I am much obliged to the hon. Gentleman for raising that point again. We are providing for training on the employer's premises. We are subsidising the training of men on the employer's premises, but the great difficulty we are up against is this. Take, for instance, the furniture trade. There is a tremendous demand for cabinet making but the difficulty in that industry is that it has not sufficient raw material for its own employees. Therefore, the more trainees we push out, the smaller the quantity of timber in comparison with the number of men available to use it. That applies not only to that trade but to other trades as well. In the hairdressing industry, we have a similar problem. I was not thinking of the sight that meets me in the mirror every morning. I refer to the problem of equipment after we have trained the men. The absorption of the men we have trained is the difficulty with which we have to contend. The question of the establishment at Luton has been raised. I have been interested in that and with- out going too far I want to assure my hon. Friend that the greatest pressure is being brought to bear upon the Departments concerned, with that establishment, to make it available for a training centre for the men who are waiting.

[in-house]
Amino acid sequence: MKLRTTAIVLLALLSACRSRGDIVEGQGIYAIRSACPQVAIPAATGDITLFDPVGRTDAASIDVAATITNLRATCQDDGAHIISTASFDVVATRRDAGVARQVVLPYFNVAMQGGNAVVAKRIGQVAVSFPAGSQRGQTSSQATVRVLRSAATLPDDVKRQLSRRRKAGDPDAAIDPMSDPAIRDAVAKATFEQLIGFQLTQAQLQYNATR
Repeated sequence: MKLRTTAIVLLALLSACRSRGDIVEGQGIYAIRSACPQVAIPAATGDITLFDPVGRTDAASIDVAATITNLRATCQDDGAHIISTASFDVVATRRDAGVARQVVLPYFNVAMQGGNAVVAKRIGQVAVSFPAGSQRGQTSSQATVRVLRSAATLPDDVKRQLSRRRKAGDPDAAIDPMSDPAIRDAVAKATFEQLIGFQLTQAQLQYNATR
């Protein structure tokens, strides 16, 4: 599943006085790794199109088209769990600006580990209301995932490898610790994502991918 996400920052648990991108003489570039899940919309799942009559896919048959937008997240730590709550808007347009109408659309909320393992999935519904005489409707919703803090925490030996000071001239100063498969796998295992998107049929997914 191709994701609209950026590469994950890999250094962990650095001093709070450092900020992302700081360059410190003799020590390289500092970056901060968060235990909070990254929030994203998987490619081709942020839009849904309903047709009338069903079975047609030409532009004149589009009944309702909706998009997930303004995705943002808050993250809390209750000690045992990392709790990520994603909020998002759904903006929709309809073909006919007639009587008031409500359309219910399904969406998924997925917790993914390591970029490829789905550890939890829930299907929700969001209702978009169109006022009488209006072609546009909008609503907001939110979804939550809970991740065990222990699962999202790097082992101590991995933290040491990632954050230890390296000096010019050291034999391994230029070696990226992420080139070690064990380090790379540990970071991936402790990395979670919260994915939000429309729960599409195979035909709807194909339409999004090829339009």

The picture is not one that gives reasons for self-satisfaction. I admit that we have to apply all the energy we can to get these men trained as quickly as possible, and then have to put up with the consequences in industry afterwards. We are training for 40 trades and as regards each trade there has been an agreement with both sides of the industry as to the volume of trainees. Here is one difficulty with which we are faced in the building industry. In the building trade, we want more bricklayers. But everyone wants to be a carpenter or a plumber. We cannot have carpenters or plumbers in excess of the work provided initially by the bricklayers. We have to try to get that balance, and in that connection, we are advised by both sides of the industry, in regard to the various trades. I assure the House that this is a matter of grave concern to our Department and that we are putting behind it all the energy we can, to give these men all the training that is required, at the earliest possible moment.

Adjourned accordingly at Eleven Minutes to Eleven o'Clock.